ListField(self, field_list:List[]) -> None

A ListField is a list of other fields. You would use this to represent, e.g., a list of answer options that are themselves TextFields.

This field will get converted into a tensor that has one more mode than the items in the list. If this is a list of TextFields that have shape (num_words, num_characters), this ListField will output a tensor of shape (num_sentences, num_words, num_characters).


  • field_list : List[Field] A list of Field objects to be concatenated into a single input tensor. All of the contained Field objects must be of the same type.


ListField.as_tensor(self, padding_lengths:Dict[str, int]) -> ~DataArray

Given a set of specified padding lengths, actually pad the data in this field and return a torch Tensor (or a more complex data structure) of the correct shape. We also take a couple of parameters that are important when constructing torch Tensors.


  • padding_lengths : Dict[str, int] This dictionary will have the same keys that were produced in
  • :func:get_padding_lengths. The values specify the lengths to use when padding each relevant dimension, aggregated across all instances in a batch.


ListField.batch_tensors(self, tensor_list:List[~DataArray]) -> ~DataArray

Takes the output of Field.as_tensor() from a list of Instances and merges it into one batched tensor for this Field. The default implementation here in the base class handles cases where as_tensor returns a single torch tensor per instance. If your subclass returns something other than this, you need to override this method.

This operation does not modify self, but in some cases we need the information contained in self in order to perform the batching, so this is an instance method, not a class method.


ListField.count_vocab_items(self, counter:Dict[str, Dict[str, int]])

If there are strings in this field that need to be converted into integers through a :class:Vocabulary, here is where we count them, to determine which tokens are in or out of the vocabulary.

If your Field does not have any strings that need to be converted into indices, you do not need to implement this method.

A note on this counter: because Fields can represent conceptually different things, we separate the vocabulary items by namespaces. This way, we can use a single shared mechanism to handle all mappings from strings to integers in all fields, while keeping words in a TextField from sharing the same ids with labels in a LabelField (e.g., "entailment" or "contradiction" are labels in an entailment task)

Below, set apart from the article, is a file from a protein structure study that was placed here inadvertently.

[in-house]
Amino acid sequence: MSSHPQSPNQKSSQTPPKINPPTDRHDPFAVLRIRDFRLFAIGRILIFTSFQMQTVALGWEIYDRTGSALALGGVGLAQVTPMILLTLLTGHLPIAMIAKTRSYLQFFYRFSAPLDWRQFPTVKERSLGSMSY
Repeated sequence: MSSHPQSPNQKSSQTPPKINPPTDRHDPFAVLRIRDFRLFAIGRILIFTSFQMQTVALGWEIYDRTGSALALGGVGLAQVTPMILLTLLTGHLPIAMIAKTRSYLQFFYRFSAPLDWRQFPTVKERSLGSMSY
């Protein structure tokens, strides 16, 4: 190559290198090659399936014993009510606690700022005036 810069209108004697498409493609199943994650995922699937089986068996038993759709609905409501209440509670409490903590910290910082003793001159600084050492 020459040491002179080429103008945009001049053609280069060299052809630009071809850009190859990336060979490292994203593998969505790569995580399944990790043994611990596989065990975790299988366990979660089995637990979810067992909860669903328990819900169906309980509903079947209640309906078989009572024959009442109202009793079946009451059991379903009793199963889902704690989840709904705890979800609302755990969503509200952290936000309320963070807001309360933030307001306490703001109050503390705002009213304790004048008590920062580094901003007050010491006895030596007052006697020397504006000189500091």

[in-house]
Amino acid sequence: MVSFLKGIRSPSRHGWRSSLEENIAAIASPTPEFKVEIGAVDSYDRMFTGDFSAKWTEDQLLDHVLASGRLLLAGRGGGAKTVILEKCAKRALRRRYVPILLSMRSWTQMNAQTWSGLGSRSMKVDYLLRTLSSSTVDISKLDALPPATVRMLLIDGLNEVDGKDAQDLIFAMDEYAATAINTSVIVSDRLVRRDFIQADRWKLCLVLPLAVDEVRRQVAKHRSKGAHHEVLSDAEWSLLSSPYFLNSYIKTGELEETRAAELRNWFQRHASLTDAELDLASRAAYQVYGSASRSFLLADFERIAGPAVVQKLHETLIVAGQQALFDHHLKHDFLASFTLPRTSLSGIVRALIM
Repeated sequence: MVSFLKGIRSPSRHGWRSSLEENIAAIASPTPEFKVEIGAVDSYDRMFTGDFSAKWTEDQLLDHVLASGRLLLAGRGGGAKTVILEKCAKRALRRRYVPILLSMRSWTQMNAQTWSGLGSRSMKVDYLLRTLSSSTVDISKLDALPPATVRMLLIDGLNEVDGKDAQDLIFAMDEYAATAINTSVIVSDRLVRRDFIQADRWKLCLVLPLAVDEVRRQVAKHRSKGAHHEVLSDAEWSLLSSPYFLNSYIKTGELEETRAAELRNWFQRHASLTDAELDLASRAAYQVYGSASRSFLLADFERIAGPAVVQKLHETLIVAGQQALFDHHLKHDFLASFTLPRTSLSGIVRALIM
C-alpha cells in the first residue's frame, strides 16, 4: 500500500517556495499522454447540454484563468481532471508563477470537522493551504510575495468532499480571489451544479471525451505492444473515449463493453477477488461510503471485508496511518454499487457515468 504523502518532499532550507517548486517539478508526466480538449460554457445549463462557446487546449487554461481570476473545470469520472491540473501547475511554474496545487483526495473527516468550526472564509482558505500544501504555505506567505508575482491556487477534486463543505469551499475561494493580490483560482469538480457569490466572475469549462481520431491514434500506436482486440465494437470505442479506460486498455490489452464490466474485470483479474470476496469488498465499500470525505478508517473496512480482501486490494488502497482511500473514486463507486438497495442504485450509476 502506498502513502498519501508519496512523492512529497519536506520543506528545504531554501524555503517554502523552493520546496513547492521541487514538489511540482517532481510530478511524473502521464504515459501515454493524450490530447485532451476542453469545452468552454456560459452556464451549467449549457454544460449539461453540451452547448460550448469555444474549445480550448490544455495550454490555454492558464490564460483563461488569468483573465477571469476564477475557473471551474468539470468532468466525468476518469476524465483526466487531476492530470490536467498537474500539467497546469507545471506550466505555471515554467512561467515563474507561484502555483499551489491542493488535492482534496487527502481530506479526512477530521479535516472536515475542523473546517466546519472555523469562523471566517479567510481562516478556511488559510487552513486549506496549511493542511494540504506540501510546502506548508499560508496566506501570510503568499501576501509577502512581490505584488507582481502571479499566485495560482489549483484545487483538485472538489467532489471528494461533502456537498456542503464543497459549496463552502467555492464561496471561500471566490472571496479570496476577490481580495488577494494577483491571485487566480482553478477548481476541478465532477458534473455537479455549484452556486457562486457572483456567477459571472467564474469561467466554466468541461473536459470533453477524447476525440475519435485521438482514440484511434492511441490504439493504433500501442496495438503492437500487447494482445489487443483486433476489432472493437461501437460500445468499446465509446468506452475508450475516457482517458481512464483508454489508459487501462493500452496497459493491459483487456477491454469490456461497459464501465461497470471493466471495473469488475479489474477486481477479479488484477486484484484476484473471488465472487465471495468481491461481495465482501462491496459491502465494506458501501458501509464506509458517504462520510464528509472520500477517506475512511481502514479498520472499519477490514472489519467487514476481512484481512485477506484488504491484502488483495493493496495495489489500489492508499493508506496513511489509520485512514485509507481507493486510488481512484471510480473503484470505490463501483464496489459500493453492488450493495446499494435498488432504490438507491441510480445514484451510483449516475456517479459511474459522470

Additionally, a single Field might want to use multiple namespaces - TextFields can be represented as a combination of word ids and character ids, and you don't want words and characters to share the same vocabulary - "a" as a word should get a different id from "a" as a character, and the vocabulary sizes of words and characters are very different.

Because of this, the first key in the counter object is a namespace, like "tokens", "token_characters", "tags", or "labels", and the second key is the actual vocabulary item.


ListField.get_padding_lengths(self) -> Dict[str, int]

If there are things in this field that need padding, note them here. In order to pad a batch of instance, we get all of the lengths from the batch, take the max, and pad everything to that length (or use a pre-specified maximum length). The return value is a dictionary mapping keys to lengths, like {'num_tokens': 13}.

This is always called after :func:index.



Given a :class:Vocabulary, converts all strings in this field into (typically) integers. This modifies the Field object, it does not return anything.

If your Field does not have any strings that need to be converted into indices, you do not need to implement this method.


ListField.sequence_length(self) -> int

How many elements are there in this sequence?